I remember how difficult it was for me to recreate Grüne Sosse in Texas 6 years ago. Two herbs with fresh cucumbery aroma — borage and burnet — were impossible to find. Since they were not available at any local stores or farmers markets, and I tried to grow them, unsuccessfully. Finally, I gave up and replaced them with finely diced cucumber. Who knew a few years later I would find both of them grown by Livin’ Organics farm right here in Spicewood, available almost regularly! This season, Frankfurt-style green sauce is a delicacy I can enjoy more than once during the season.
For those who have never tasted most of the greens on the picture, it probably looks bizarre. A few of my followers commented the same: “It’s a flowerbed!” The truth is, all flavors here are balanced, all herbs work together. It’s fun to taste one of each and recognize a special note that belongs to a plant, and then let your salad fork work and create a perfect load for a full of spring bite.
Seven years ago, we came to San Francisco and spent the whole day with our friends, walking and talking. It was time for lunch when we were passing by the Ferry Building Marketplace. “You have to try this red cabbage salad!” — said my friend and led us to The Slanted Door…
This recipe is one of my favorite salads with red cabbage. My Mom used to make it with white cabbage, imitation crabmeat, and canned corn kernels, dressed with mayo. After moving to the U.S., I eventually substituted white cabbage with red and an imitation crabmeat with the crustacean. Who cares about imitation when the real stuff is readily available? Love it dearly and still name it Mom’s Cabbage Salad.
In my family, we never used eggs in our raw molded cheese paskha. So I was surprised to discover other recipes with eggs as well as with cooking paskha this way or another. All traditional variations are pretty decadent — a lot of milk fat not only in the cheese but also in added cream and butter, which is expected after the fast when these foods were forbidden. I hesitated to use raw eggs and based this modern version of fresh cheese paskha on one of the traditional Ukrainian recipes with cooked egg yolks. I thought why not to start with Creme Anglaise, which is egg yolks, sugar, and cream cooked together.
This salsa is one of my favorite. I like seafood, and it’s perfect with many seafood dishes as a side. It’s beautiful! Bright, sunny colors of fresh tropical fruit. It tastes like vacation in Hawaii, if, of course, you come across excellent ripe golden pineapples and Ataulfo mango. This salsa is easy to make — all its ingredients are raw, but you have to know smart ways to cut, slice, and dice pineapple and mango to enjoy the process of making it. When you do, you can make this salsa quickly and impress your guests with a presentation.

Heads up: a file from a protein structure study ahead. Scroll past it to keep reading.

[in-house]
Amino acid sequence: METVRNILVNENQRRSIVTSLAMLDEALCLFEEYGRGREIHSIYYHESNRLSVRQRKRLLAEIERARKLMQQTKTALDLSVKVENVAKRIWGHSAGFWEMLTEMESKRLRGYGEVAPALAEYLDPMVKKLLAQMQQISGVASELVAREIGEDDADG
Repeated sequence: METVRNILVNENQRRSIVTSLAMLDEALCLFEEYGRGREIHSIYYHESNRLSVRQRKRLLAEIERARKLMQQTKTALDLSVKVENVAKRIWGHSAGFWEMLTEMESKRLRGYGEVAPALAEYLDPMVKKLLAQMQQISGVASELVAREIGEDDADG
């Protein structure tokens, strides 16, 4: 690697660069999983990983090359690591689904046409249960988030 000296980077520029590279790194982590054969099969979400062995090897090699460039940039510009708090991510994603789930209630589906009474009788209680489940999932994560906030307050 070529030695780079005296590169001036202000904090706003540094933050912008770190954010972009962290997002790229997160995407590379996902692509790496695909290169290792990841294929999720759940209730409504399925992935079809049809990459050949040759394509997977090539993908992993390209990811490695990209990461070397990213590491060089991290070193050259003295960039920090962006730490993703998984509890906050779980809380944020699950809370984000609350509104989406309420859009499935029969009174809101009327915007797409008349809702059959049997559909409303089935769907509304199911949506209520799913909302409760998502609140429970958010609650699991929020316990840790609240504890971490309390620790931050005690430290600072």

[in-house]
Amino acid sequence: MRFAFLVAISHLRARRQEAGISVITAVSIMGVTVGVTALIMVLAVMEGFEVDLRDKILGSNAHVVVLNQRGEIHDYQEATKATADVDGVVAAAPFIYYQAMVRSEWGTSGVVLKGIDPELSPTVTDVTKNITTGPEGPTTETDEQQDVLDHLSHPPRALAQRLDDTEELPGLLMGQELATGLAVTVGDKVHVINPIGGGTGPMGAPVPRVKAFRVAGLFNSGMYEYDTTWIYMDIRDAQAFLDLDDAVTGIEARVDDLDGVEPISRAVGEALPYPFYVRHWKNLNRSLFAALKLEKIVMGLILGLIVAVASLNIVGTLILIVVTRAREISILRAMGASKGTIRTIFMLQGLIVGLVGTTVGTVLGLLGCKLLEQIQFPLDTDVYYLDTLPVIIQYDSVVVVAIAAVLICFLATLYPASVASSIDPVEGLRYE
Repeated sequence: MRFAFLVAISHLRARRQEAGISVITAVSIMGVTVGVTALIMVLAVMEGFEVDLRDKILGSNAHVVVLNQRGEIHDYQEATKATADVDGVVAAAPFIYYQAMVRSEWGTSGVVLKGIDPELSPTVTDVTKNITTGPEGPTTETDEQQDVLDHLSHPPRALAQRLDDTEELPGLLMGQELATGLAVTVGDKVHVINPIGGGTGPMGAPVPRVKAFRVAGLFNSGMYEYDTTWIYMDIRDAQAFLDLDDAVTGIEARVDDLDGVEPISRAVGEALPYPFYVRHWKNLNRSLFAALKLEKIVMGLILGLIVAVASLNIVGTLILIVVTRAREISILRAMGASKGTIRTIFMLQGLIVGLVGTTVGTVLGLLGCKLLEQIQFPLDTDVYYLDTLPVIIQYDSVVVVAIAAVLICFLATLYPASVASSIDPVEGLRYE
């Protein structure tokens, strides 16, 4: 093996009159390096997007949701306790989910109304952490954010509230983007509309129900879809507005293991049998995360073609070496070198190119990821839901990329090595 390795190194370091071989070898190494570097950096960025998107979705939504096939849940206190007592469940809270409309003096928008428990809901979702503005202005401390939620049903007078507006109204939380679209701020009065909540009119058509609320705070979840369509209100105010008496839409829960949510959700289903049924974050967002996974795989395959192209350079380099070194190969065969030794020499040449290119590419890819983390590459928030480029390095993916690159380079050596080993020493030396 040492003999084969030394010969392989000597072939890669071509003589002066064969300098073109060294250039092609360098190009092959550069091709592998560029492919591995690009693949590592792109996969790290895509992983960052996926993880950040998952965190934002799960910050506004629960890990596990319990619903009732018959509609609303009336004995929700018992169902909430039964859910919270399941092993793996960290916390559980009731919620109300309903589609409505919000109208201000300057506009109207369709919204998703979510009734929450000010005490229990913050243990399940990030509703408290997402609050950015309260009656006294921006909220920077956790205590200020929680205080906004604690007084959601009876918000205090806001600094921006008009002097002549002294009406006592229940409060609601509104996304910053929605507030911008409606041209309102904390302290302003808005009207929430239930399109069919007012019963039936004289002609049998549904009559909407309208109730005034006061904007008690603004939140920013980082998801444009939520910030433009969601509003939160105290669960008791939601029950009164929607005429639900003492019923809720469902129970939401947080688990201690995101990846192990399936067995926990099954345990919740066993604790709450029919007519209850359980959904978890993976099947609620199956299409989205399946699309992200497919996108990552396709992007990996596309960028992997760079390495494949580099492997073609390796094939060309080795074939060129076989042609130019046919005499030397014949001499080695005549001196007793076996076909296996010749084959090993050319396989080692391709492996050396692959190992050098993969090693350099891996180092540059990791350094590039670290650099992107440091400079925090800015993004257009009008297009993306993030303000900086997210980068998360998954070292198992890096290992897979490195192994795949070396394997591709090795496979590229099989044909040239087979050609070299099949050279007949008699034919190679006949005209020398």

Even though true salo comes from the back of the pig, a thick pork belly with one or two thin layers of meat is what most of Ukrainians consider a treat as well. In any case, it’s a good start for homemade salo in Texas. There are different ways to make salo: dry and wet salting, using cold and hot brine, making it cold or hot smoked. Adding other ingredients to salt rub or brine changes the recipe from region to region. In Kharkov and Poltava region, I’ve seen salo made with salt and garlic only. In Western regions, black pepper and paprika are added to salt. The recipe below is my first experiment with local pork belly and dry salt rub and covers both variations.
Korean-Style carrot salad is another phenomenon of Soviet cuisine nad my favorite way of eating carrots. Julienned carrots are seasoned with salt (and sugar if needed) and quickly marinated with spices, chili peppers, vinegar, and vegetable oil. Due to its popularity all over former Soviet republics and now internationally, there are variations for spices, the level of heat from chili peppers, for kinds of vinegar and oils to use, and where oil should be cold or hot. This recipe is my family version adapted to local, not very sweet carrots.
…It’s so cold outside and so warm and cozy in our tiny kitchen. We can’t wait for lunch! I peel the radishes and one big apple. My Mom grates them. We season and toss them with a touch of salt, honey, apple cider vinegar, and homemade sunflower oil, and sit down for a little snack. This salad is white like snow and fresh and sharp like cold air. Every time black radish becomes available, I make this salad for the pleasure to experience white Winter sensations again…
Poke-tini is a popular appetizer in eclectic/modern Polynesian/Japanese restaurants. It’s a salad made of fresh raw fish (mostly ahi tuna) cut into 1/4″ cubes and mixed with diced onion, and seaweed. It is usually seasoned with soy sauce, fresh ginger, vinegar (rice, black rice, or balsamic) or lime/key lime juice, and sesame oil. Sometimes avocado and sesame seeds are added. It is served cold in martini glasses. Tiny peaces of perfectly seasoned fish will melt in your mouth!